Beacon Hill - West End neighborhood notes

Staff Writer
Link Boston Homes

String quartet

A lunchtime concert will be held at 12:15 p.m. on Tuesday, May 30 at King’s Chapel, corner of School and Tremont streets.

The Craft String Quartet will play works by Fanny Mendelssohn and Caroline Shaw.

A donation of $3 is requested; all contributions are given directly to the musicians.

Visit or call 617-227-2155 for more information.

Organ concert

The Old West Organ Society will present a free organ recital at 12:15 p.m. on Wednesday, May 31 at the Old West Church, 131 Cambridge St.

Jennifer Hsiao was recently appointed organist at Old West Church where she plays the weekly services. She will perform Bruhns’ “Praeludium in G Major,” Vierne’s “Naïades,” Messiaen’s “Transports de joie (L’Ascension)” and

Dupre’s “Variations sur un Noël.”

A freewill donation is requested. For more details, call 617-739-1340 or visit

North End history

Alex Goldfeld of the North End Historical Society will be the guest speaker at the West End Branch Library, 151 Cambridge St., from 6:30 to 7:30 p.m. on Thursday, June 1.

A small but storied stretch of land, the North End is the oldest neighborhood in one of the nation’s most historic cities. Local author and historian Goldfeld will discuss the history of the North End in a free lecture. From the Boston Massacre to Revere’s heroic ride the North End embodies almost 400 years of strife and celebration, international influence and true American spirit.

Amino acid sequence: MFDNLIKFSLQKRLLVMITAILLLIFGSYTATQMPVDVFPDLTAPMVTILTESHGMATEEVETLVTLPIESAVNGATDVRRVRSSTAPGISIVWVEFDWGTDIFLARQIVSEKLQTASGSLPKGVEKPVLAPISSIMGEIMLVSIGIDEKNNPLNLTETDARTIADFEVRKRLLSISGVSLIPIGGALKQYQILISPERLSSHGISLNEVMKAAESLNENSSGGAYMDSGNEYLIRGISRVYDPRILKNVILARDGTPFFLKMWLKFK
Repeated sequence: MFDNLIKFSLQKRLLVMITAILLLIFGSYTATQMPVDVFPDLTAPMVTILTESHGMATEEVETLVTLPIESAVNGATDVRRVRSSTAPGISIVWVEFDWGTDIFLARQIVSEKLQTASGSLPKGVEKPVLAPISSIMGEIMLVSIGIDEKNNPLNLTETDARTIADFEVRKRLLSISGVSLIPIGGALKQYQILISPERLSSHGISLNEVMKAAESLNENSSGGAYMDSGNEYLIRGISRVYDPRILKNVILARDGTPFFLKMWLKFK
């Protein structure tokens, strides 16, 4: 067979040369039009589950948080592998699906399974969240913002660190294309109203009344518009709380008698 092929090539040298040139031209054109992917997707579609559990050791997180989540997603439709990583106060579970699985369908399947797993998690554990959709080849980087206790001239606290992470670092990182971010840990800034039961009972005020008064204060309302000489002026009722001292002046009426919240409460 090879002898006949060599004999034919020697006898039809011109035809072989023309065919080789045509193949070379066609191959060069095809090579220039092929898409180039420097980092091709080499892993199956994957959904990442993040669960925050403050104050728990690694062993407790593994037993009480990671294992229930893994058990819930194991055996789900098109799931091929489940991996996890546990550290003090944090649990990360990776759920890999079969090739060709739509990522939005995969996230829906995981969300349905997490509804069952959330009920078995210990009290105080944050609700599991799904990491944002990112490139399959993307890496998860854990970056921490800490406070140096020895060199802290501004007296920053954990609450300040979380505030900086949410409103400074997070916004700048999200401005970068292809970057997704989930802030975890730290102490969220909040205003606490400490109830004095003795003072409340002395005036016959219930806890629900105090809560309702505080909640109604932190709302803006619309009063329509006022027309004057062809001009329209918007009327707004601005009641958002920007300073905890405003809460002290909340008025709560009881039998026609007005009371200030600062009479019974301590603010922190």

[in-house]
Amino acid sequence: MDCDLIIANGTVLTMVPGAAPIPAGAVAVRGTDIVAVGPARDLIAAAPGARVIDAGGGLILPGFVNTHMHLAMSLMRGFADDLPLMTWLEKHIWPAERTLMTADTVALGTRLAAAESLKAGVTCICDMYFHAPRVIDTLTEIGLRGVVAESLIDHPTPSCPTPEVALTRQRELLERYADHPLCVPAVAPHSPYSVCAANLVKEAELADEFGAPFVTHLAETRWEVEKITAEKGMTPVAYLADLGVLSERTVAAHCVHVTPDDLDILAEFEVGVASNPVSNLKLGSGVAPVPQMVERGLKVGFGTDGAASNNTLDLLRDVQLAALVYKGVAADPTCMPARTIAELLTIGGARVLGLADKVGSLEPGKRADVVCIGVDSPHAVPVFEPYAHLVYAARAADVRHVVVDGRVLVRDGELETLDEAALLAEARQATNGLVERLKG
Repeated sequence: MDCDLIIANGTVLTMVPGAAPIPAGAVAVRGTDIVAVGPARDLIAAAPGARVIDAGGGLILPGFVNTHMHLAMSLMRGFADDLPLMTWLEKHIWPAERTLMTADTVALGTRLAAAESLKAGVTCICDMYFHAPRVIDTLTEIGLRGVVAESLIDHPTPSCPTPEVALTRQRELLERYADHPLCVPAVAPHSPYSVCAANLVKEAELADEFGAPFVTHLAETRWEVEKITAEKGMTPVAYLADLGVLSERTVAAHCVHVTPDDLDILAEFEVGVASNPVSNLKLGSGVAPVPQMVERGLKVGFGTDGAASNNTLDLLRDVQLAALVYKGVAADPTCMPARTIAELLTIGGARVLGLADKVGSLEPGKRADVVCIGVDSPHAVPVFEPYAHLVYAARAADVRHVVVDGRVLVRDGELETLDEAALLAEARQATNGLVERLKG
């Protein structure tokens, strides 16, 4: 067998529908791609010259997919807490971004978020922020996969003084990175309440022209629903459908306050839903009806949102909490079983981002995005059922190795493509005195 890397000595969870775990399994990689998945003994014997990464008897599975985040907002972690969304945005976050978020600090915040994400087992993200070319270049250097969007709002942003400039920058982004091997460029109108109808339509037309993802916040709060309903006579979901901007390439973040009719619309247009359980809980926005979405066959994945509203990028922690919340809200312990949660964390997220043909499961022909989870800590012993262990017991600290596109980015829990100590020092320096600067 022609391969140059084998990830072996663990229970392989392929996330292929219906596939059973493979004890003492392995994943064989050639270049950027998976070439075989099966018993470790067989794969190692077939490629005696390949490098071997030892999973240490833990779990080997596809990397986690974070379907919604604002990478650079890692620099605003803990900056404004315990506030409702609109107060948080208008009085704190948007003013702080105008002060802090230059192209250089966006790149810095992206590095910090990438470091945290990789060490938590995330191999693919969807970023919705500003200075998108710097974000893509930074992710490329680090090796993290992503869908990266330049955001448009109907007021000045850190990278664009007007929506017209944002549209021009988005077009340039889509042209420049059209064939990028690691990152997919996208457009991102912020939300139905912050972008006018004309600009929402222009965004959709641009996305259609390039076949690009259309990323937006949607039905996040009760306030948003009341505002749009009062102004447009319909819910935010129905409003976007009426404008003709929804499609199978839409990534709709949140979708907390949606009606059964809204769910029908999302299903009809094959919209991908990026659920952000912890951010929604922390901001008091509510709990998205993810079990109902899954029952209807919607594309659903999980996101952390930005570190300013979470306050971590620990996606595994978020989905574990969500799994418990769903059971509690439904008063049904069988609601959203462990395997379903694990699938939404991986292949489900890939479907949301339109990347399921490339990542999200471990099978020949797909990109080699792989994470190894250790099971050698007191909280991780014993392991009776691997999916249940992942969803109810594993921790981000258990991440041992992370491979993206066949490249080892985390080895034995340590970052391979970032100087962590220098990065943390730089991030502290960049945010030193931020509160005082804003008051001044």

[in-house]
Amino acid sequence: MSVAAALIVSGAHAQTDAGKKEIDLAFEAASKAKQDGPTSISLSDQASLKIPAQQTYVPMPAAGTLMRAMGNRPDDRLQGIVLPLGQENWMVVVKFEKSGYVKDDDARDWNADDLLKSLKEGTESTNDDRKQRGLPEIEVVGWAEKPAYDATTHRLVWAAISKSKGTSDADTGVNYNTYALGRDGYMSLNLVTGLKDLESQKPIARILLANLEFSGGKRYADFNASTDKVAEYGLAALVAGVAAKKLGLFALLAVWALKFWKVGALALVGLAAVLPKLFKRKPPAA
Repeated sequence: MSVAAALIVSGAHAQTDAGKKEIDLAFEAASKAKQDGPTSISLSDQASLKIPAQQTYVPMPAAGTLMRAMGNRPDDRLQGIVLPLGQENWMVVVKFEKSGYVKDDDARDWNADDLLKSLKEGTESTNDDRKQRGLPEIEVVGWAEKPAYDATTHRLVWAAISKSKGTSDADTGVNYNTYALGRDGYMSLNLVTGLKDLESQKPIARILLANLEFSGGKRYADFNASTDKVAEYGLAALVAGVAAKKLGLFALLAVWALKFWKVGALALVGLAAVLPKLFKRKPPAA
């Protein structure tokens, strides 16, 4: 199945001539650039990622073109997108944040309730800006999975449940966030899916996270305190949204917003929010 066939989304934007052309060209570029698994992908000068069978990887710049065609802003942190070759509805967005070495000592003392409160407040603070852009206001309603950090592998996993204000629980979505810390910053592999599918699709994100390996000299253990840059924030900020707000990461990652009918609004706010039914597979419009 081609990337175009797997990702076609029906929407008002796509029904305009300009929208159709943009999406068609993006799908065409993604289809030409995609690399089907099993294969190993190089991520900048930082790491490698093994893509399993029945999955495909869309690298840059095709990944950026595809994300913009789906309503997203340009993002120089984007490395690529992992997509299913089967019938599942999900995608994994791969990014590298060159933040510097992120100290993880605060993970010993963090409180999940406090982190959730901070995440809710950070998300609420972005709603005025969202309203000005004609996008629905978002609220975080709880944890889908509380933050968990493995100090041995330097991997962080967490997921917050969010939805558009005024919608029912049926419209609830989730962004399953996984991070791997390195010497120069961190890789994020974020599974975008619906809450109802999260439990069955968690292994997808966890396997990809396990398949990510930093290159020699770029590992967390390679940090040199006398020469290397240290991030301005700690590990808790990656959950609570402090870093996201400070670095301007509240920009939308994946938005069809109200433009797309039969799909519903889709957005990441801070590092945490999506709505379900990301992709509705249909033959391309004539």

Call 617-523-3957 for more information.

Spring fête

The Nichols House Museum will host its annual spring fête from 6 to 8:30 p.m. on Thursday, June 1 at the Boston Athenaeum, 10 ½ Beacon St.

Patrons will include delicious food and creative cocktails. The event will include a silent auction of various items that include unique artwork and jewelry, weekend getaways, sports tickets and more. Local shops and restaurants, including E.R. Butler & Co., St. John, Hermes and GOOD, are partnering with the Nicholas House in this fundraising effort.

Proceeds will be used for conservation efforts of objects at the museum.

Tickets are $150 each. For more information, visit www.nicholshousemuseum or call 617-227-6993.

The Nichols House Museum, located at 55 Mount Vernon St., is open for tours from 11 a.m. to 4 p.m. Tuesdays through Saturdays, offering a glimpse of late 19th and early 20th century domestic life on Beacon Hill.

Painting in the garden

The community is invited to paint with members of the Guild of Boston Artists from noon to 5 p.m. on Friday, June 2, at the Boston Public Garden near the Lagoon.

Members will provide paint and instruction.

Visit for more details.

Art walk

The 28th annual Beacon Hill Art Walk will be held from 11 a.m. to 6 p.m. on Sunday, June 4, rain or shine. Starting at 135½ Charles St., at the corner of Cambridge and West Cedar streets, tour goers will be able to view a wonderful display of artwork throughout the North Slope.

Residents will open up their private gardens, alleyways and courtyards and allow artists to display and sell their work. More than 100 artists are expected to participate, with a variety of styles, media and subject matter. This is a wonderful chance for visitors to tour the private spaces of Beacon Hill while viewing original, handmade artwork.

Volunteer musicians will play in various gardens throughout the afternoon. The tour is free.

Visit for more information.

Life of Nietzsche